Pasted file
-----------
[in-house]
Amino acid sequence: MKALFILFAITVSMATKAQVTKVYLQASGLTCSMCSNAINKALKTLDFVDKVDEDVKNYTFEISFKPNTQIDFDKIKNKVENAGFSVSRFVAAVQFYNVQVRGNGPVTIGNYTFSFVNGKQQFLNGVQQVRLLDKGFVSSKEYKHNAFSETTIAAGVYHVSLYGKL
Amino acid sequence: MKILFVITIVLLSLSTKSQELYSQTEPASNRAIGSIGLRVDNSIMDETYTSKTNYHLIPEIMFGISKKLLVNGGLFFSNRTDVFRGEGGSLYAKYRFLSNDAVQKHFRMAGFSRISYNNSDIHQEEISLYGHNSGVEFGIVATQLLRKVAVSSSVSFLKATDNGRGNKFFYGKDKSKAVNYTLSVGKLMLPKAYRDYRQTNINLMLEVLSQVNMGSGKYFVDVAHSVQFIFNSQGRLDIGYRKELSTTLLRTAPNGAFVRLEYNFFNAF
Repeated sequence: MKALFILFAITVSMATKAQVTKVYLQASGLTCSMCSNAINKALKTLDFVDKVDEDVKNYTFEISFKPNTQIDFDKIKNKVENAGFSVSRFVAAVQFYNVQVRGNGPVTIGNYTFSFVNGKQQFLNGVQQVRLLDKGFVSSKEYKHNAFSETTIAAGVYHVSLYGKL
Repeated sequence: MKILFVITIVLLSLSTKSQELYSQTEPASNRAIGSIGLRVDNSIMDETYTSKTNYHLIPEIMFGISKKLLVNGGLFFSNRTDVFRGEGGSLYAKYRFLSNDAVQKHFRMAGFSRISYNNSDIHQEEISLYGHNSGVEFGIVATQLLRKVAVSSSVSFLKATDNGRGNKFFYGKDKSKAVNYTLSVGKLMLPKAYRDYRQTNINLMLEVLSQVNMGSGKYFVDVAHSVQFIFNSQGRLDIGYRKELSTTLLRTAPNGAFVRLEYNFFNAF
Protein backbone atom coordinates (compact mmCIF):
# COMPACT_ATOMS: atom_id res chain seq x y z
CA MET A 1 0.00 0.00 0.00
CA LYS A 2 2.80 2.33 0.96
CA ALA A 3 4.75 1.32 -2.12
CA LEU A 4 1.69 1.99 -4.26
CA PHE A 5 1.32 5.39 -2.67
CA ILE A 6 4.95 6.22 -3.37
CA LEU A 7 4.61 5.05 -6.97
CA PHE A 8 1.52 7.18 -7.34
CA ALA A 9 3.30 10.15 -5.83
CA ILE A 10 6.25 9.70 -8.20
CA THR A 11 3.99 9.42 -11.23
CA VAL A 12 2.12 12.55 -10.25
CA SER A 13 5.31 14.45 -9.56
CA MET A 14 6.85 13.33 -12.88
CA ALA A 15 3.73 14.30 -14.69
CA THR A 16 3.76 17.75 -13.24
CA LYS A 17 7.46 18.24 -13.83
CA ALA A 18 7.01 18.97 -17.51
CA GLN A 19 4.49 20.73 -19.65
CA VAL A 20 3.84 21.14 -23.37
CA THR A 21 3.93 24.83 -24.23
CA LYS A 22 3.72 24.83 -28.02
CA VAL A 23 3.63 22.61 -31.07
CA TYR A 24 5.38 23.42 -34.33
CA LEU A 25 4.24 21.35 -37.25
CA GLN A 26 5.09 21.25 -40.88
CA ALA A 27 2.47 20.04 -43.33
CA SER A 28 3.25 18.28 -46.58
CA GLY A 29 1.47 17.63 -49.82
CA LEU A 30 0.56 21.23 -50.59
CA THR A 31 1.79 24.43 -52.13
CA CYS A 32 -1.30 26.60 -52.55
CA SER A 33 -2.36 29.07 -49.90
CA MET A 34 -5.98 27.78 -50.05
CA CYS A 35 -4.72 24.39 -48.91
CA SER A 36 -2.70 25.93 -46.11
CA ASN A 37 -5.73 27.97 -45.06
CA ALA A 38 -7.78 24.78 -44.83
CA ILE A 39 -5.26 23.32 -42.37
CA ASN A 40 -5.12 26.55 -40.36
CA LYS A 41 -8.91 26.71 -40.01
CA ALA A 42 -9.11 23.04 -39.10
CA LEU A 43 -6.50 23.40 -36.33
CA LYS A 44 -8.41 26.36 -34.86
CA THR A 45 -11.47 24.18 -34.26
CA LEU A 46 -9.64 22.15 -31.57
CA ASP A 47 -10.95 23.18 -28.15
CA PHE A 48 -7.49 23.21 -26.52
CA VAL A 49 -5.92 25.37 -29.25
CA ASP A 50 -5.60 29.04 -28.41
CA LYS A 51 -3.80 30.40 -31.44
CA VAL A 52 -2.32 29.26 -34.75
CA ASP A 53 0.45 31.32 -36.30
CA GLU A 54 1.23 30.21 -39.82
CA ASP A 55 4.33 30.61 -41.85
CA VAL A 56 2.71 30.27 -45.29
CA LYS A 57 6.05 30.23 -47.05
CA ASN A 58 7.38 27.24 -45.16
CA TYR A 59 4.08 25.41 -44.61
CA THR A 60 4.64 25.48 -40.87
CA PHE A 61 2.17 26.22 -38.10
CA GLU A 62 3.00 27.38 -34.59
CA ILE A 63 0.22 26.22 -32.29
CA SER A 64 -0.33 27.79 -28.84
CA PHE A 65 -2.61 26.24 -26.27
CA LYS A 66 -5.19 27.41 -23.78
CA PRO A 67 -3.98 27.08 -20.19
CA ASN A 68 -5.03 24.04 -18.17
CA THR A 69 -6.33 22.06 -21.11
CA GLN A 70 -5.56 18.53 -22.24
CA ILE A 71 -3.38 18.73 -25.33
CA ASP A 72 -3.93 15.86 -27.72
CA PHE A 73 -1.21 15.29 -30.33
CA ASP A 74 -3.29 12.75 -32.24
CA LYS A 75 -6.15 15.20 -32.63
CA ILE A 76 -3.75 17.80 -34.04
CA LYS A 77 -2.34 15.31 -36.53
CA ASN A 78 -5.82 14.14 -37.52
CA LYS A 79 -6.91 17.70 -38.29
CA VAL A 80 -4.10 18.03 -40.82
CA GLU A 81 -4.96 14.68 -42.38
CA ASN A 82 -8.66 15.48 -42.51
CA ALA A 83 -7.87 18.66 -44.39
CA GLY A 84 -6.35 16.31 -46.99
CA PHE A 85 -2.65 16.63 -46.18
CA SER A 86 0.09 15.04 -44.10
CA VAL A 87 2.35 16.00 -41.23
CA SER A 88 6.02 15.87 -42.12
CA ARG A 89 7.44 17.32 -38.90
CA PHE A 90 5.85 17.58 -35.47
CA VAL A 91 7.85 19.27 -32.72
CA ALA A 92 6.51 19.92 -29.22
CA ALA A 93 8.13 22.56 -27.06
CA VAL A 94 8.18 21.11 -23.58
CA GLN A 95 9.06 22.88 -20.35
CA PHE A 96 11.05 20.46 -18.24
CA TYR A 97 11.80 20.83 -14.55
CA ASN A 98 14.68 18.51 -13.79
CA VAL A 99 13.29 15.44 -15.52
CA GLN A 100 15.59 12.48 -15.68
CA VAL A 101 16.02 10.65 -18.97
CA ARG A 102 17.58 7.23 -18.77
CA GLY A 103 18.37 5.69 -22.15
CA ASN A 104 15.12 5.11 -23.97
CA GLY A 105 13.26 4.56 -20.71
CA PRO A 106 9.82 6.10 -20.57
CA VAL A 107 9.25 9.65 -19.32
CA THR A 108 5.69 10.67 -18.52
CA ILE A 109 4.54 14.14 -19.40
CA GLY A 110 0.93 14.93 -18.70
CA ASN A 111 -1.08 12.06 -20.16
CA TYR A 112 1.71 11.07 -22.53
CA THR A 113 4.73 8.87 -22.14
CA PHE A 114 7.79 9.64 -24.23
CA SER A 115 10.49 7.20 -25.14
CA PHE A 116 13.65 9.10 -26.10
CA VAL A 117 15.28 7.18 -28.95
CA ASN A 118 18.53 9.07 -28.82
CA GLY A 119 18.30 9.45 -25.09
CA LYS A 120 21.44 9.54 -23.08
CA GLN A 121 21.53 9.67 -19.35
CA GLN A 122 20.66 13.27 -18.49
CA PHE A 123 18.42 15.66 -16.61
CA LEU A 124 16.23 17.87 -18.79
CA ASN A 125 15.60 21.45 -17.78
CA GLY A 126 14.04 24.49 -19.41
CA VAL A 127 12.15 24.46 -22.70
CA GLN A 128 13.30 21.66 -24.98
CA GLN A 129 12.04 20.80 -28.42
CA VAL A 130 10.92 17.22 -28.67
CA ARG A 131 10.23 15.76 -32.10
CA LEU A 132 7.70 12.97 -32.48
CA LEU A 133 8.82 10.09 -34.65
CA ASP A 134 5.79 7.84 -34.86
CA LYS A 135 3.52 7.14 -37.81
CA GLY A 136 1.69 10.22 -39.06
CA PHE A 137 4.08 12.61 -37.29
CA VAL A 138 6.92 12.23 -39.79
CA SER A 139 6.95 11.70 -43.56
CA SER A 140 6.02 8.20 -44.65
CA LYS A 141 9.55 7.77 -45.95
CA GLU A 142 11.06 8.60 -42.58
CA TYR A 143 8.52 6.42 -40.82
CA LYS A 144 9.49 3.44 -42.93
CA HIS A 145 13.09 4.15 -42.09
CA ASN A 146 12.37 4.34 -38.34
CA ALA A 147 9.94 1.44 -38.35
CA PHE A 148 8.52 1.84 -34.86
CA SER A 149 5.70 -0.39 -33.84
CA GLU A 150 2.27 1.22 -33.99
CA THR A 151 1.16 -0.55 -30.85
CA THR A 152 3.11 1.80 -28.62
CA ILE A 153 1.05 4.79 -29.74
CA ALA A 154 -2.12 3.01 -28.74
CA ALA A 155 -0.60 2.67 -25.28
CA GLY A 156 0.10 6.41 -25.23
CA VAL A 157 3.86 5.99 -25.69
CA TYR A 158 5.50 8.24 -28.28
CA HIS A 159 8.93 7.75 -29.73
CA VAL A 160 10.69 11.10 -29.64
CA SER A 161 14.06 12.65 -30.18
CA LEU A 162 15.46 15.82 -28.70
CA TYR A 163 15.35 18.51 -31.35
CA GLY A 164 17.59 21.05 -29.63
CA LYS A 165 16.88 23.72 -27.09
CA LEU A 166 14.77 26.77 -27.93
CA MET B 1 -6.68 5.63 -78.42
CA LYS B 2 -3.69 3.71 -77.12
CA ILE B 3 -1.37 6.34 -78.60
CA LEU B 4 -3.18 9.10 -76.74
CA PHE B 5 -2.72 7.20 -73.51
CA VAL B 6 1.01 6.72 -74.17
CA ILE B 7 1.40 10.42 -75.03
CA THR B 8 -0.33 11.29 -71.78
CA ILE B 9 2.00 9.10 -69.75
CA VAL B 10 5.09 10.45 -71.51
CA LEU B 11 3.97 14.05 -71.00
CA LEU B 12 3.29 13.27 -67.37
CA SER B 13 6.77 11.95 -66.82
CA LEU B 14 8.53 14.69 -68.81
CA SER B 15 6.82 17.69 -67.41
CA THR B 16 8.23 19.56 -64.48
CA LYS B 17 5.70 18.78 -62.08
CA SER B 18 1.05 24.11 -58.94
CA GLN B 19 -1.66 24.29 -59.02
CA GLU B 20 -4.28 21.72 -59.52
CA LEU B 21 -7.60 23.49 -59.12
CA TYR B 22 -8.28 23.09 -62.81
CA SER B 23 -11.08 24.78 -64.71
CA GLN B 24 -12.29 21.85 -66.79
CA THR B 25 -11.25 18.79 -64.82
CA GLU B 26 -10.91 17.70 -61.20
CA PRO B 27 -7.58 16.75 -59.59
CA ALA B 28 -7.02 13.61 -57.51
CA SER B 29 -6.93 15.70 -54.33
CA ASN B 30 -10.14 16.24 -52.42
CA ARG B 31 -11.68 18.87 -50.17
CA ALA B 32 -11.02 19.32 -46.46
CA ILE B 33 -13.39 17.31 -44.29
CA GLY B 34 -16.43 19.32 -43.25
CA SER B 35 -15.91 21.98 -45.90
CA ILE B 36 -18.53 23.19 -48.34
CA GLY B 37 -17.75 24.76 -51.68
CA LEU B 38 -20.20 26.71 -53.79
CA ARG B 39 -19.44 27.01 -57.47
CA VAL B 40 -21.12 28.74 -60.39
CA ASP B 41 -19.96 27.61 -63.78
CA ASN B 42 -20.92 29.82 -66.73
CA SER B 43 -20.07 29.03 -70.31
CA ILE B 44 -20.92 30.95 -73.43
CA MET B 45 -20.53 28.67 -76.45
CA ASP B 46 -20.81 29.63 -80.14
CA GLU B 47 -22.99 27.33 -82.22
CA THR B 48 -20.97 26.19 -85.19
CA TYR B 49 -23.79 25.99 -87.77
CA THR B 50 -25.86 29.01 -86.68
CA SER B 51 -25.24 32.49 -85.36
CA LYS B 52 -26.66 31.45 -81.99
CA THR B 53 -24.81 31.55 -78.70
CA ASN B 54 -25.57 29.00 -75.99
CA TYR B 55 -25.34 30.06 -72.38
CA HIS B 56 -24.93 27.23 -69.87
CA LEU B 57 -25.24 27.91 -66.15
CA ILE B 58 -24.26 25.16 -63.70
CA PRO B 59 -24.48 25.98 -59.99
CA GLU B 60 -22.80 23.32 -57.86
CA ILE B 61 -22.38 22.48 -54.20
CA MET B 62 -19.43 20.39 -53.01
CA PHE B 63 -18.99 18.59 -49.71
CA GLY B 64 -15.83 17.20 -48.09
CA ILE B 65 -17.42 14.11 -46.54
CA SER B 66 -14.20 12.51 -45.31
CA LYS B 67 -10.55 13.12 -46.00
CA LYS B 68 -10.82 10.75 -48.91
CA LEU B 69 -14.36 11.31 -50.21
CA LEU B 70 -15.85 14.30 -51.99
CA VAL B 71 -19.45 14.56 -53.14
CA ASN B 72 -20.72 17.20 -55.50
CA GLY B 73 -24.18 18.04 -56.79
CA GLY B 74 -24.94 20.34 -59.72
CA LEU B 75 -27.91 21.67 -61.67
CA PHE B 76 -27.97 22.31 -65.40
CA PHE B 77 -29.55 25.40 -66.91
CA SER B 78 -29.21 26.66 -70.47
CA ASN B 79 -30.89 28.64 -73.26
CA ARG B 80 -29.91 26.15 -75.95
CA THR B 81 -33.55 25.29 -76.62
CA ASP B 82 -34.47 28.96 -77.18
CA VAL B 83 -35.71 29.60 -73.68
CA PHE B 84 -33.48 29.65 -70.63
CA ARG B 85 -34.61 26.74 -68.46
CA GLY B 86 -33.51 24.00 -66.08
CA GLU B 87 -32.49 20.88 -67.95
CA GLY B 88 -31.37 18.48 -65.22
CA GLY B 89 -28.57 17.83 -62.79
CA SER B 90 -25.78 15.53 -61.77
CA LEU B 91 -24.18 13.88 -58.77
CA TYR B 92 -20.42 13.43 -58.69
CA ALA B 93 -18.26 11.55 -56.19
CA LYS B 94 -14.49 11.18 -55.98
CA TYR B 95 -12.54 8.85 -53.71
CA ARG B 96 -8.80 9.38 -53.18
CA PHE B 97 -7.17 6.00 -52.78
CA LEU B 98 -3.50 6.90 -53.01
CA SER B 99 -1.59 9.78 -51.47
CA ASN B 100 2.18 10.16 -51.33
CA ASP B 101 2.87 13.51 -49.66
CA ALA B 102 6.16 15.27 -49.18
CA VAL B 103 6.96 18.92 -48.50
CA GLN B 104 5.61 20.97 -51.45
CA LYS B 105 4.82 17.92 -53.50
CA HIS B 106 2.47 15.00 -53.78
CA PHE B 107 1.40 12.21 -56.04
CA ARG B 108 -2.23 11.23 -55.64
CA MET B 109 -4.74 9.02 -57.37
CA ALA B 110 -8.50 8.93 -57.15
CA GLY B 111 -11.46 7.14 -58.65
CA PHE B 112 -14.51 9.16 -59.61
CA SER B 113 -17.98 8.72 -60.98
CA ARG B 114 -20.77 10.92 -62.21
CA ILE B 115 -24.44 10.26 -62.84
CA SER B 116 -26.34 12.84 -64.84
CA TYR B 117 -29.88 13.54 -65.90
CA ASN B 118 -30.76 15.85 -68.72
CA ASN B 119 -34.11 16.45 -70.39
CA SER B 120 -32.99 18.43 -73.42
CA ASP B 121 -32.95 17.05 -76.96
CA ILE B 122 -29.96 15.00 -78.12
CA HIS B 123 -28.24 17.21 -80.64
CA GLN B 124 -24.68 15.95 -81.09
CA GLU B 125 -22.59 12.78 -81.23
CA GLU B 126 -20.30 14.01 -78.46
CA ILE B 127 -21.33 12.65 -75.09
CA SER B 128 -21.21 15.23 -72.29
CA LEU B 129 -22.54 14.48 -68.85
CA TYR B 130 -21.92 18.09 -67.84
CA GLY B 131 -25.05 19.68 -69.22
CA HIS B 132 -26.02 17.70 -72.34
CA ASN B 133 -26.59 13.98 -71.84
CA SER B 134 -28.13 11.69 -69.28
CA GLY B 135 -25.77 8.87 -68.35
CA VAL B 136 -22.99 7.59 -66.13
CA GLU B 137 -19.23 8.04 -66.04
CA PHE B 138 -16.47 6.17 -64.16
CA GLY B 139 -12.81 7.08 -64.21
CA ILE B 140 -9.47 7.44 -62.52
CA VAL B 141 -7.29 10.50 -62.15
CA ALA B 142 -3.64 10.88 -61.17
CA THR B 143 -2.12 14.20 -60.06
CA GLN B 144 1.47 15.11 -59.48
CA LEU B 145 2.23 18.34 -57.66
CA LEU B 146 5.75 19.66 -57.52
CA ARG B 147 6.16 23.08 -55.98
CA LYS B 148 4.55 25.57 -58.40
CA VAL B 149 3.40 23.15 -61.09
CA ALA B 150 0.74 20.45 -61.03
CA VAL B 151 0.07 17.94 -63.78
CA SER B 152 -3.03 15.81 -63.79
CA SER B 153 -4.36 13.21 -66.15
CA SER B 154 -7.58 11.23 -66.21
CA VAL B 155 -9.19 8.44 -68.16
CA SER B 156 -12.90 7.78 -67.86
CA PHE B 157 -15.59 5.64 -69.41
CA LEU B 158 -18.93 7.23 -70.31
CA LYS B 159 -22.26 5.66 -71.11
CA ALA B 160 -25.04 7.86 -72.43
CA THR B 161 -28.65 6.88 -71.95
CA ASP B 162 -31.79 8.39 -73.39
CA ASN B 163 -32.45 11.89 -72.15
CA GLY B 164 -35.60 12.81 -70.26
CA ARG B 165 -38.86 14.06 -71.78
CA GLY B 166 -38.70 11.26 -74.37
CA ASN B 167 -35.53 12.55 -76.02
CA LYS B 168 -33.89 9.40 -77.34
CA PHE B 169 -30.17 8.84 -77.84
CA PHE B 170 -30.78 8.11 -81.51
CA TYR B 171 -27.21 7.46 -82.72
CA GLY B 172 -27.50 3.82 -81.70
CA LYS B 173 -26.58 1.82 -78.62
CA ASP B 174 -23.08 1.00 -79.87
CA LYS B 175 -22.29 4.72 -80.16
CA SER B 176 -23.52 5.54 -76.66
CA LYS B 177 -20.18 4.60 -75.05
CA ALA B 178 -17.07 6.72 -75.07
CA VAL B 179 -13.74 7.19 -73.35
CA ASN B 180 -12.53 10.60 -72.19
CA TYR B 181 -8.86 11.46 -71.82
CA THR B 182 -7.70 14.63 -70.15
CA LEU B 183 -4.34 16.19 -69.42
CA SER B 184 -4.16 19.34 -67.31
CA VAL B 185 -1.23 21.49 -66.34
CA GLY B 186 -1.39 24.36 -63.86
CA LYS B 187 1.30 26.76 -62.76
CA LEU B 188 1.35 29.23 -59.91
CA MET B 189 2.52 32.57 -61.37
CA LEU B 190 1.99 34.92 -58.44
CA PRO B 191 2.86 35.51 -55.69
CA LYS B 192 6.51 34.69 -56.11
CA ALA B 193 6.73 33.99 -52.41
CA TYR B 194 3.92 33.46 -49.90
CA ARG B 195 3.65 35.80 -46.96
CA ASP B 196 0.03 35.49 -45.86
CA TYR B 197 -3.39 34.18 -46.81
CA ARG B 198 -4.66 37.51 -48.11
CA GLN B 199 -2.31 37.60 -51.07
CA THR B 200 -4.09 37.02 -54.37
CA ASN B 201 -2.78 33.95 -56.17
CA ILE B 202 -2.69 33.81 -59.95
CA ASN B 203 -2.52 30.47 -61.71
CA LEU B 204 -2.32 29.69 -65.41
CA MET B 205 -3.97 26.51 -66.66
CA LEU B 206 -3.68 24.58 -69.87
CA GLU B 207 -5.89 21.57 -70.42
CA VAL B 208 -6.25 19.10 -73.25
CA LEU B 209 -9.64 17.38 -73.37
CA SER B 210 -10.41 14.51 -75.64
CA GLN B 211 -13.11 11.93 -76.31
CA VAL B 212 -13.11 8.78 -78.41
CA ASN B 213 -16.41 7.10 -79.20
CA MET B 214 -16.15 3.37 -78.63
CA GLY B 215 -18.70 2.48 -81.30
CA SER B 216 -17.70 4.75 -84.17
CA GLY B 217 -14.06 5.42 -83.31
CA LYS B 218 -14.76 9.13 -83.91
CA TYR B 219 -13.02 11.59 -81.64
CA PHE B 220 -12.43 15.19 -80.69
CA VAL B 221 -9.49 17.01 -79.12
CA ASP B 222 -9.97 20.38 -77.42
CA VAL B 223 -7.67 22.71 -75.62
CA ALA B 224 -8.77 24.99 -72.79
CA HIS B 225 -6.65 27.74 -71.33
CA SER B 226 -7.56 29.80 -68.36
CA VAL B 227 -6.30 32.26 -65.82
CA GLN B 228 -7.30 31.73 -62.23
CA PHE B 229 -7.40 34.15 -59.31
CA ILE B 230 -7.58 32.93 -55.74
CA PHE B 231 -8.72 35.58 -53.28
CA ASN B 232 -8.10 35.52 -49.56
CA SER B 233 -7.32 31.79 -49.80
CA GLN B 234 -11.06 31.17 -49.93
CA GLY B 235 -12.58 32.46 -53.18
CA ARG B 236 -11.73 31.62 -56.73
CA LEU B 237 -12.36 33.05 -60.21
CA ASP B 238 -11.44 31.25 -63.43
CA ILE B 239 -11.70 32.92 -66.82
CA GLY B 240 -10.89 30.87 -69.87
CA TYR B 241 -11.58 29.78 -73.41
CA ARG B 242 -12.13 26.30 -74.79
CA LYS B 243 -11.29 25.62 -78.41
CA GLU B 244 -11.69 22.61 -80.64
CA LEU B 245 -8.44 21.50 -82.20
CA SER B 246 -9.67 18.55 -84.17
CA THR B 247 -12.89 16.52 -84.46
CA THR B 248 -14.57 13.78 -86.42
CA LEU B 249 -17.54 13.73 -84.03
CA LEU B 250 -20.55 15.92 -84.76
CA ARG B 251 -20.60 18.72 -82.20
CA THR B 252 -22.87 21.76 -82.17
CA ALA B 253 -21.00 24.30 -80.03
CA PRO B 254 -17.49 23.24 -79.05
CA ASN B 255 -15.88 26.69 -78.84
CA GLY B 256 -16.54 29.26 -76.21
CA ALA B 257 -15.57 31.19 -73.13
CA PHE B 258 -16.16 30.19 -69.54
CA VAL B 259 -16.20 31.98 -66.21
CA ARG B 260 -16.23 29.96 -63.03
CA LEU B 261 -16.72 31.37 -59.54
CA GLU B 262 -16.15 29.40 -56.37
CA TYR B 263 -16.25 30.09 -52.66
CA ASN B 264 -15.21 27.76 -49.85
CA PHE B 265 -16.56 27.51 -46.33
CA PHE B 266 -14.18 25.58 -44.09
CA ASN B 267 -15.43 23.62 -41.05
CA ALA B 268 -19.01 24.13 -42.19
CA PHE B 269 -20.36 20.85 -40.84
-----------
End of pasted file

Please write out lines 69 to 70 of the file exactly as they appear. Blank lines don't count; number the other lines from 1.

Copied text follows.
CA GLU A 62 3.00 27.38 -34.59
CA ILE A 63 0.22 26.22 -32.29